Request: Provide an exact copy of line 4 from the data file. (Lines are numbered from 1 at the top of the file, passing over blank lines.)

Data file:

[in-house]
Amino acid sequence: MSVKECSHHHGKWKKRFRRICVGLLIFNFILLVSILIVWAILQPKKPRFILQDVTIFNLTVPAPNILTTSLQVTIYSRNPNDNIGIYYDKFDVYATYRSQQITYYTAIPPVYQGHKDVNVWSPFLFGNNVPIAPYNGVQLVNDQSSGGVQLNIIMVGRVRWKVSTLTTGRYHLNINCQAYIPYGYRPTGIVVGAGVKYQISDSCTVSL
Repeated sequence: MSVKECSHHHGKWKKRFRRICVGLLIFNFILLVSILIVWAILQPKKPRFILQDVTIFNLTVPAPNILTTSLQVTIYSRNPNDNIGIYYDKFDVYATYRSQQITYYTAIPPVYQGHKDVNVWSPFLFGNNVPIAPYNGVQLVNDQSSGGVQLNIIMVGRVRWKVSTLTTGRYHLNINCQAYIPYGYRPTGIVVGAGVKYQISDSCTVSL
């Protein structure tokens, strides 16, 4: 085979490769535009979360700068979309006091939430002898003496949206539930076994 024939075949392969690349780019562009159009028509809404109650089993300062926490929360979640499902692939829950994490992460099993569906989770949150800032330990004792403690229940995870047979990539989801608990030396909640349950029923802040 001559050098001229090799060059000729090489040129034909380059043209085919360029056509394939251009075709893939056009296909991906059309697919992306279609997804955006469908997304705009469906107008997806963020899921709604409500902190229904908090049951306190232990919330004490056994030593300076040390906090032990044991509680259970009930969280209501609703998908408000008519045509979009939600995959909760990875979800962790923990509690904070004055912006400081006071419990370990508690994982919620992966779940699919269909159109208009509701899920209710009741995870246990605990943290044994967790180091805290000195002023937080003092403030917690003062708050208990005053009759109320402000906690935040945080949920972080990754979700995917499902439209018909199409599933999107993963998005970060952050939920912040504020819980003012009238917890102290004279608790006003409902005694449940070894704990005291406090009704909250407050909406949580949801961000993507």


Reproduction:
């Protein structure tokens, strides 16, 4: 085979490769535009979360700068979309006091939430002898003496949206539930076994 024939075949392969690349780019562009159009028509809404109650089993300062926490929360979640499902692939829950994490992460099993569906989770949150800032330990004792403690229940995870047979990539989801608990030396909640349950029923802040 001559050098001229090799060059000729090489040129034909380059043209085919360029056509394939251009075709893939056009296909991906059309697919992306279609997804955006469908997304705009469906107008997806963020899921709604409500902190229904908090049951306190232990919330004490056994030593300076040390906090032990044991509680259970009930969280209501609703998908408000008519045509979009939600995959909760990875979800962790923990509690904070004055912006400081006071419990370990508690994982919620992966779940699919269909159109208009509701899920209710009741995870246990605990943290044994967790180091805290000195002023937080003092403030917690003062708050208990005053009759109320402000906690935040945080949920972080990754979700995917499902439209018909199409599933999107993963998005970060952050939920912040504020819980003012009238917890102290004279608790006003409902005694449940070894704990005291406090009704909250407050909406949580949801961000993507």